He has karate-chopped some of cinema's most fiendish adversaries in his 40-year film career. And now Jackie Chan is taking on his toughest challenge yet: changing the mindset of a billion Chinese citizens
As a child, Jackie Chan was convinced that traditional remedies would turn him into a kung fu master – tiger bone oil would cure bruises, shark fin soup would make his skin tough and supple, rhino horn would cure cancer. As an adult, Chan has become China's most famous actor – a martial arts all-action hero, who is unique in charming both Hollywood and Beijing.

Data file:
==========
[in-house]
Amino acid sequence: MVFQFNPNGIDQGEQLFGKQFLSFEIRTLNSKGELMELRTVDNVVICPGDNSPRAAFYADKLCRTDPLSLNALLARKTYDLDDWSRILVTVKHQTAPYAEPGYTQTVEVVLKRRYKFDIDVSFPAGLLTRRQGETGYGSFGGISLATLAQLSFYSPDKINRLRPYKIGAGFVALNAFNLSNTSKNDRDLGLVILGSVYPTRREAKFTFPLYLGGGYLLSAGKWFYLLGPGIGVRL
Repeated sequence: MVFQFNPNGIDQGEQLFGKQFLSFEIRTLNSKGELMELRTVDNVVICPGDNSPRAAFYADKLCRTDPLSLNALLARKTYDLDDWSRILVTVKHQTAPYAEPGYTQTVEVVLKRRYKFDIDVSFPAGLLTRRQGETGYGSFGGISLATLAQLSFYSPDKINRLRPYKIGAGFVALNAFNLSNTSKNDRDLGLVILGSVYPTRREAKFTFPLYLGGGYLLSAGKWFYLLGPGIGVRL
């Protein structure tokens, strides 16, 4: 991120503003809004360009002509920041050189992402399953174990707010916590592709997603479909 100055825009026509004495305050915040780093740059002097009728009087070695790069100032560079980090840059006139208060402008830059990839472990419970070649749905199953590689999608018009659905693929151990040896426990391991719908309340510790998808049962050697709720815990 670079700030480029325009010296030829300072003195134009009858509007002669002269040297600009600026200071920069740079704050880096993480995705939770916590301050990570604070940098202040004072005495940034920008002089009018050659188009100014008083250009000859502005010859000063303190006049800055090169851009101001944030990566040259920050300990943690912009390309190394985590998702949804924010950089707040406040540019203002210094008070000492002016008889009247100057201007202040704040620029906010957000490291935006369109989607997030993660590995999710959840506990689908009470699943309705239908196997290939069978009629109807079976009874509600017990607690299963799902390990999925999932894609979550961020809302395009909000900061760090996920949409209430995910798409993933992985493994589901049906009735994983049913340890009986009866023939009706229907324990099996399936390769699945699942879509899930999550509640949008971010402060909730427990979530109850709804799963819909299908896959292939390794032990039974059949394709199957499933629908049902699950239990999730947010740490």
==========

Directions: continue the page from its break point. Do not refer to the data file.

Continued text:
But instead of crediting traditional remedies for his success, the 58-year-old is now dedicating himself to changing Chinese attitudes towards wildlife, in an attempt to convince fellow Asians to stop buying ivory, rhino horn and other products produced from endangered animals.
And he's starting right at the top.
"I was making a film in China, the government buy me a dinner," he said. "I sit down; boom – they give me shark fin soup.
"I said put it away. I said can I have some other soup, I just don't like shark fin soup. I start talking. Politely – it was ten years ago, and I was a foreigner from Hong Kong – but I told them.
Written By: Harriet Alexander
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